When Parents Fight


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Chances are you've had an argument or twenty with your parents recently — about clothes, homework, friends, curfew — pretty much anything. But what's going on when your parents fight with each other?

You may be a little relieved that, for once, you're not the one arguing with a parent. But most people worry when they hear their parents argue.

It's normal for parents to disagree and argue from time to time. They might disagree about important things like their careers, finances, or major family decisions. They might even disagree about little things that don't seem important at all — like what's for dinner or what time someone gets home.

Sometimes parents stay levelheaded when they disagree, and they allow each other a chance to listen and to talk. But many times when parents disagree, they argue.

What Does It Mean When Parents Fight?

When your parents are fighting, thoughts might start rushing around in your head: Why are they shouting at each other? Does this mean they don't love each other anymore? Are they going to get a divorce?

It can be easy to jump to conclusions when you hear parents argue. But most of the time, arguments are just a way to let off steam when parents have a bad day, don't feel well, or are under a lot of stress — kind of like when you argue with them.

Like you, when your parents get upset with each other they might yell, cry, or say things they don't really mean. Most people lose their cool now and then. So if your parents are fighting, don't always assume it means the worst.

It's OK for Parents to Argue Sometimes

It's natural for people to have different opinions, feelings, or approaches to things. Talking about these differences is a first step in working toward a mutually agreeable solution. It's important for people in a family to be able to tell each other how they feel and what they think, even when they disagree.

Sometimes parents can feel so strongly about their differences that it may lead to arguments. Most of the time, these arguments are over quickly, parents apologize and make up, and the family settles back into its usual routine.

When Parents' Fighting Goes Too Far

Sometimes when parents fight, there's too much yelling and screaming, name calling, and too many harsh things said. Although some parents may do this, it's not OK to treat people in the family with disrespect, use degrading or insulting language, or yell and scream at them.

Sometimes parents' fighting really goes too far, and includes pushing and shoving, throwing things, or hitting. Even if one parent is not physically injured, an argument has gone too far when one parent uses threats to try to control the other through fear. Examples include if a parent:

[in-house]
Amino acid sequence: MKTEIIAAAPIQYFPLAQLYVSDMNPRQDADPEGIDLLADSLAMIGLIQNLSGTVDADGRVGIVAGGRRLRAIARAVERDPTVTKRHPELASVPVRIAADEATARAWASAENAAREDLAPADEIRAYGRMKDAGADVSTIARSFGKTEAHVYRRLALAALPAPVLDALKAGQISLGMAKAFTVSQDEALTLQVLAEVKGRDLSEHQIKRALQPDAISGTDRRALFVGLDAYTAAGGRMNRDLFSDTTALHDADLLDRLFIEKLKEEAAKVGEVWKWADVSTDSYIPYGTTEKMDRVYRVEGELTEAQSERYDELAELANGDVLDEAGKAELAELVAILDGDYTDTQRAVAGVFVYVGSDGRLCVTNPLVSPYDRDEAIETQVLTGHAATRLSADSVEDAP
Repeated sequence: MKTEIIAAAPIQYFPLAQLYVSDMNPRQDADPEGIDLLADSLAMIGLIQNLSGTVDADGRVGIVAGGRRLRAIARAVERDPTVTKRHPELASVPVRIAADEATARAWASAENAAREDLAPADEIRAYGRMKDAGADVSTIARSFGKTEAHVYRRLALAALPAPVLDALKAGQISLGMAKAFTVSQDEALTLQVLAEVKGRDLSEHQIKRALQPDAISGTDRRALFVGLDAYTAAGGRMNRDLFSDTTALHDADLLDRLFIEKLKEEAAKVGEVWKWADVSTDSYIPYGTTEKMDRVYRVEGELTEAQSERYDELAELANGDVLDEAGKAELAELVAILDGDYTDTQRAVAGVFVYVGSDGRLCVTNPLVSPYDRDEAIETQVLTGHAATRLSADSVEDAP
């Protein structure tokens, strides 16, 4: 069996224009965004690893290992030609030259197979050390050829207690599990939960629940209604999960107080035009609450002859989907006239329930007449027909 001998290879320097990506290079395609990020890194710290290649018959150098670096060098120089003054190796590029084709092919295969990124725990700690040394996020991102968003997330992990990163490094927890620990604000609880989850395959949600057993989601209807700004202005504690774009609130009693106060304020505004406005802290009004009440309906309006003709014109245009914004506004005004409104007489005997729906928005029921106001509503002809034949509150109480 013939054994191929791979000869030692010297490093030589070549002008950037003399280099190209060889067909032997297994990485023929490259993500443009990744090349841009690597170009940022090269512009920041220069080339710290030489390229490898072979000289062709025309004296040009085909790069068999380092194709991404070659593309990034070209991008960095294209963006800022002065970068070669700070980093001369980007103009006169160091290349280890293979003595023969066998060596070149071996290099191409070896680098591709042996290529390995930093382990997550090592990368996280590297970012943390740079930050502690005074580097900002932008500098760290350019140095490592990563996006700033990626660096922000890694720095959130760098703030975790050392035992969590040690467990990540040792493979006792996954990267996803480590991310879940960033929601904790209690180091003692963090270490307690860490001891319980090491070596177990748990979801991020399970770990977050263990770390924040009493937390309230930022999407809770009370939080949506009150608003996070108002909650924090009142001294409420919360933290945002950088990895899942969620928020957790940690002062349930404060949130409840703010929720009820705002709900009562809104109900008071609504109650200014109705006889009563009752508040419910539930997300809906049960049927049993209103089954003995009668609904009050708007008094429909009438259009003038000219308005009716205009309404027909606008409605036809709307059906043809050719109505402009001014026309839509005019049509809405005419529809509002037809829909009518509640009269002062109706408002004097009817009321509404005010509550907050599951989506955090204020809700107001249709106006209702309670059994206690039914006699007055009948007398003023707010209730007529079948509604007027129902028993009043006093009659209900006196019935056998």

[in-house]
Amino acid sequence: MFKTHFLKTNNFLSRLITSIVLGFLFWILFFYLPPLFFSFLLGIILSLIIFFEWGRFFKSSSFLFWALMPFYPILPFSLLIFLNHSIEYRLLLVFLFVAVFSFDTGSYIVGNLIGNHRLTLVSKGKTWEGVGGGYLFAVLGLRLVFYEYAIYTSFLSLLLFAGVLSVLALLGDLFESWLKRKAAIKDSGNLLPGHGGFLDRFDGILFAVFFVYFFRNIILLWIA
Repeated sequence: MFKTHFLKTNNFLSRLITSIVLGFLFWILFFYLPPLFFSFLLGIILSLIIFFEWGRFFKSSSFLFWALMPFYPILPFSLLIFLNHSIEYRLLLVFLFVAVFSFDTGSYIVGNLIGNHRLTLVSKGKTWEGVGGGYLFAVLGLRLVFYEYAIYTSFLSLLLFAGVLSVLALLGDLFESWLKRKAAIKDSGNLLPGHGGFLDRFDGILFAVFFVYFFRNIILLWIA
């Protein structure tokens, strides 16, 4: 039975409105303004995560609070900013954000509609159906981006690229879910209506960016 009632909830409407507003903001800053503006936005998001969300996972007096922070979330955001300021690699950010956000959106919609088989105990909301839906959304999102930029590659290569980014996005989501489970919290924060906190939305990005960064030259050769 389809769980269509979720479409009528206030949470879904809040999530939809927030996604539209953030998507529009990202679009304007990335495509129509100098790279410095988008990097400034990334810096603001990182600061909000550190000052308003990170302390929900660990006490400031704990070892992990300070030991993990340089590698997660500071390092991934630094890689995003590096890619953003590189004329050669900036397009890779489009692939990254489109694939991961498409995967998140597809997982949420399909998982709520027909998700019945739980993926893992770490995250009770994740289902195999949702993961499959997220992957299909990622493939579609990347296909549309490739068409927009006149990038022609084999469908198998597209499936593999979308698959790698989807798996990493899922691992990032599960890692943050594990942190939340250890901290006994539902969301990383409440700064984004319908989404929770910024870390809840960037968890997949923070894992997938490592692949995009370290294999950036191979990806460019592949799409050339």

• threatens to injure himself or herself
  • threatens to commit suicide
  • threatens to leave the other parent
  • threatens to report the other parent to welfare
  • destroys the other's property

These things are never OK. When fights get physical or involve threats, the people fighting need to learn to get their anger under control.

What About You?

It's hard for most people to hear their parents yelling at each other. Seeing them upset and out of control can throw you off — aren't parents supposed to be the calm, composed, and mature ones in the family? How much it bothers you might depend on how often it happens, how loud or intense things get, or whether parents argue in front of other people.

You might worry more about one parent or the other during an argument. It's natural to worry that a parent may feel especially hurt by what the other parent says. Or maybe you worry that one parent could become angry enough to lose control. Should you be worried that someone might get physically hurt? With all this extra mental and emotional stress, you may get a stomachache or want to go to your room and cry. It's understandable to feel this way when there's conflict around you.

If your parents are arguing about you, this can be especially upsetting. Lots of people in this situation might mistakenly think the argument is their fault. But your parents' arguments are never your fault.

If your parents' fighting really bothers you, you might find it hard to sleep or go to school. If this is the case, try talking to one or both of your parents about their behavior. They may not even realize how upset you are until you tell them how their arguments affect you.

If you or someone you know lives in a family where the fighting goes too far, let someone else know what's going on. Talking to other relatives, a teacher, a school counselor, or any adult you trust about the fighting can be helpful. Sometimes parents who fight can get so out of control that they hurt each other or other family members. If this happens, letting someone else know will allow the family to be helped and protected from such harmful fighting.

Family members can learn to listen to each other and talk about feelings and differences without yelling and screaming. They can get help with problem fighting from counselors and therapists. Though it may take some work, time, and practice, people in families can always learn to get along better.

Happy, Healthy Families

If your family argues from time to time, try not to sweat it: No family is perfect. Even in the happiest home, problems pop up and people argue. Usually the family members involved get what's bothering them out in the open and talk about it. Hopefully, they can reach some compromise or agreement. Everyone feels better and life can get back to normal.

Being part of a family means everyone pitches in and tries to make life better for each other. Arguments happen and that's OK. But with love, understanding, and some work, families can solve almost any problem.

Reviewed by: D'Arcy Lyness, PhD
Date reviewed: March 2009

Chances are you've had an argument or twenty with your parents recently — about clothes, homework, friends, curfew — pretty much anything. But what's going on when your parents fight with each other?